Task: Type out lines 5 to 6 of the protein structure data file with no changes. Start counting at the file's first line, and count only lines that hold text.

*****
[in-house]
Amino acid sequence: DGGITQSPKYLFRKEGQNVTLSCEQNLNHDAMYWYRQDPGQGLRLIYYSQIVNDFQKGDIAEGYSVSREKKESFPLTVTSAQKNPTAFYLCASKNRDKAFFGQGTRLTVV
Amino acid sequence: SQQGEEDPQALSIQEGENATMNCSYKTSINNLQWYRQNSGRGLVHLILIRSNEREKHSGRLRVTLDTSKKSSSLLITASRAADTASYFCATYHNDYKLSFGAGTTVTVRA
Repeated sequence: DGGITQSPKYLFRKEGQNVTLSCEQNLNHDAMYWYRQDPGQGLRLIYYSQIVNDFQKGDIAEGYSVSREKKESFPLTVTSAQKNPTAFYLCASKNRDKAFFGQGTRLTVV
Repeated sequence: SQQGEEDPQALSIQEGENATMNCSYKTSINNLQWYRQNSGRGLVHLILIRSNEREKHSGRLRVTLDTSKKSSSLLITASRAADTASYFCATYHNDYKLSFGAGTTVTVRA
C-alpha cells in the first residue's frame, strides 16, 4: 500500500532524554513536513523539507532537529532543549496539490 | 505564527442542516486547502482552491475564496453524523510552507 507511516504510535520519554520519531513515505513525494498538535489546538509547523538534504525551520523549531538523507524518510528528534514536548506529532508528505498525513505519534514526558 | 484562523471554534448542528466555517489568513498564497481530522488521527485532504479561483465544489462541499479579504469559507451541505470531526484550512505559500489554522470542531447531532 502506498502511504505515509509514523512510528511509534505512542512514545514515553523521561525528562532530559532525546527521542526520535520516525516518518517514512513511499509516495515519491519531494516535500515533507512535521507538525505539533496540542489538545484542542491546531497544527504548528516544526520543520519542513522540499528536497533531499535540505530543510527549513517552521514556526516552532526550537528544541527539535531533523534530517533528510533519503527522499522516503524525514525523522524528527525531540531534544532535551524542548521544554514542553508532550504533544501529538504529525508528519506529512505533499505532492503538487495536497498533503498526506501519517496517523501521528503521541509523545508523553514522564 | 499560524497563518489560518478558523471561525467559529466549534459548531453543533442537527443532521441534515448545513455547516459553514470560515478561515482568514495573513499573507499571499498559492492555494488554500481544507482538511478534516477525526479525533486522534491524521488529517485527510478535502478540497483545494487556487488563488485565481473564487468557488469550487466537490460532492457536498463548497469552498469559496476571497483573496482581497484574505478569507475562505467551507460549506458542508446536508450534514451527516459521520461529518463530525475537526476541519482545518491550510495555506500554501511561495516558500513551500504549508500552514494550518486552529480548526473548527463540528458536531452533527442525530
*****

Repeated sequence: SQQGEEDPQALSIQEGENATMNCSYKTSINNLQWYRQNSGRGLVHLILIRSNEREKHSGRLRVTLDTSKKSSSLLITASRAADTASYFCATYHNDYKLSFGAGTTVTVRA
C-alpha cells in the first residue's frame, strides 16, 4: 500500500532524554513536513523539507532537529532543549496539490 | 505564527442542516486547502482552491475564496453524523510552507 507511516504510535520519554520519531513515505513525494498538535489546538509547523538534504525551520523549531538523507524518510528528534514536548506529532508528505498525513505519534514526558 | 484562523471554534448542528466555517489568513498564497481530522488521527485532504479561483465544489462541499479579504469559507451541505470531526484550512505559500489554522470542531447531532 502506498502511504505515509509514523512510528511509534505512542512514545514515553523521561525528562532530559532525546527521542526520535520516525516518518517514512513511499509516495515519491519531494516535500515533507512535521507538525505539533496540542489538545484542542491546531497544527504548528516544526520543520519542513522540499528536497533531499535540505530543510527549513517552521514556526516552532526550537528544541527539535531533523534530517533528510533519503527522499522516503524525514525523522524528527525531540531534544532535551524542548521544554514542553508532550504533544501529538504529525508528519506529512505533499505532492503538487495536497498533503498526506501519517496517523501521528503521541509523545508523553514522564 | 499560524497563518489560518478558523471561525467559529466549534459548531453543533442537527443532521441534515448545513455547516459553514470560515478561515482568514495573513499573507499571499498559492492555494488554500481544507482538511478534516477525526479525533486522534491524521488529517485527510478535502478540497483545494487556487488563488485565481473564487468557488469550487466537490460532492457536498463548497469552498469559496476571497483573496482581497484574505478569507475562505467551507460549506458542508446536508450534514451527516459521520461529518463530525475537526476541519482545518491550510495555506500554501511561495516558500513551500504549508500552514494550518486552529480548526473548527463540528458536531452533527442525530